By Anna Murray
Just 57% of the drugs tested in Aotearoa last year were what people thought they were, according to a new report from the NZ Drug Foundation.
The organisation has released its findings from its first full year as a licensed drug checking provider and its Principal Science Advisor Emily Hughes says the results show New Zealanders should never assume they know exactly what they’re taking.
Twenty-one percent of the drugs tested in 2022 were a mix of the drug people thought they were taking with one or more other drugs, while 12% were another substance entirely.
“Because the New Zealand drug market is quite volatile … we encourage people to never assume that what they think they have is what they actually have,” Hughes says.
“The reality is things are constantly changing,” she says.
“There's always variety amongst drugs, whether it's been replaced with something else or there's another psychoactive in it, or whether there's just a whole bunch of binder or filler that people need to be aware of.”
Testing revealed a wide variety of things were passed off as drugs in New Zealand last year including oil, creatine and caffeine.
The NZ Drug Foundation says lots of the drugs they test contain binders and fillers that may not have psychoactive properties - but it’s still important to know exactly what those are.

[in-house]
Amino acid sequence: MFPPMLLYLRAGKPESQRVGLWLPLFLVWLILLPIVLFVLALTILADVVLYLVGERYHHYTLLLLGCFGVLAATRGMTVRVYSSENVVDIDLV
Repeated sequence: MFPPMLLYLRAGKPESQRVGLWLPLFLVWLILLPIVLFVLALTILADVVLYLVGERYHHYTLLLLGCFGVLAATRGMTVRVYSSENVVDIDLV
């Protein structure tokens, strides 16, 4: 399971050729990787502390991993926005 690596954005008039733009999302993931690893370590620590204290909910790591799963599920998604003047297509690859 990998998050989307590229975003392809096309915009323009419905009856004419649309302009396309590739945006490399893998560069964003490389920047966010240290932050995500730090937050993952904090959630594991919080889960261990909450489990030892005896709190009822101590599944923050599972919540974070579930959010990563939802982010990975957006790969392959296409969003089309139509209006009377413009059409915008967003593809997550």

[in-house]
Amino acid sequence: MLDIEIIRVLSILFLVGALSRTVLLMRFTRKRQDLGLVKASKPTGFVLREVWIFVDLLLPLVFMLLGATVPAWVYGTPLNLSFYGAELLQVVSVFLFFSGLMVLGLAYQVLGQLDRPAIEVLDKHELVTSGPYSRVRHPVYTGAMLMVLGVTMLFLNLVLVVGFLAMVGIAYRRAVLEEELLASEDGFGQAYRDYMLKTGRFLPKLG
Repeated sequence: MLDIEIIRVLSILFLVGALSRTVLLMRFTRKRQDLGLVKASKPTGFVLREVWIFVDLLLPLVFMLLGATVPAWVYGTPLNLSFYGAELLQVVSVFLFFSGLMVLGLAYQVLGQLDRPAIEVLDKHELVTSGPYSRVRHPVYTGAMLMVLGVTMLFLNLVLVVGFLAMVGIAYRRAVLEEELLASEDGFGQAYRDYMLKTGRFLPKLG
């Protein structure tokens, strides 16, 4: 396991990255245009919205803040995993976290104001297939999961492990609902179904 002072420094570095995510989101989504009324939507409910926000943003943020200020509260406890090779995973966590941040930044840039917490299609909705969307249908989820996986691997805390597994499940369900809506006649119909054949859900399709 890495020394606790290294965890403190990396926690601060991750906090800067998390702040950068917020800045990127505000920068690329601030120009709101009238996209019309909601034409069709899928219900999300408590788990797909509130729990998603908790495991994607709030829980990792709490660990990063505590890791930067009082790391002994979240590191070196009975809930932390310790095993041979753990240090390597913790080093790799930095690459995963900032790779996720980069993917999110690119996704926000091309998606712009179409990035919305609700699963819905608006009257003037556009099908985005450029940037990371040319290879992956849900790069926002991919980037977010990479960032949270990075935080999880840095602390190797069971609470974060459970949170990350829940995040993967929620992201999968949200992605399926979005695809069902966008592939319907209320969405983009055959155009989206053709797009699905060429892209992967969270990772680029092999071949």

And some fillers can be harmful depending on how they’re taken, the foundation says..
MDMA the most common drug people thought they had when they bought it
MDMA was far and away the most common drug people thought they had when they brought it in for testing, making up 59% of the total.
The other most common presumed drugs were amphetamines (5%), cocaine (5%), ketamine (4%), LSD (4%) and cannabis (4%).
Eighty-two percent of the MDMA checked was MDMA or MDMA mixed with fillers like sugar, but 12% wasn’t MDMA at all. And of that number, 37% were synthetic cathinones.
Hughes says taking synthetic cathinones can be very different to taking MDMA.
“People can start to feel quite agitated, quite anxious, nauseous [after the drug peaks],” she says.
“Then the comedown from these drugs is quite different from MDMA, and can be very, very rough. We've had people who report not sleeping for 48 or 72 hours after taking synthetic cathinones.”
Reaching out for drug testing
Drug checking is a free and legal process in New Zealand and Hughes is encouraging people to bring in any drug they plan to use.
She says the service also offers more than just confirmation of what’s in your drugs.
“It's just a really great opportunity to have a conversation about harm reduction, and be in a space with people who are not going to judge you for what you're using or how you're using it.”
Hughes says the information and advice about drugs is especially useful for young people.
“Many of them might not have had this conversation with somebody who's not their friend and it's really helpful to just be able to have a conversation about something that is kind of taboo like drugs with other people in a space where it's really safe to ask questions and share your experiences as well.”
Hughes says people around the country who don’t have easy access to drug testing services can still keep themselves informed.
“If there’s something super dangerous … it’s a really great way of keeping up to date as to what’s out there so that you can make decisions to keep yourself safer.”
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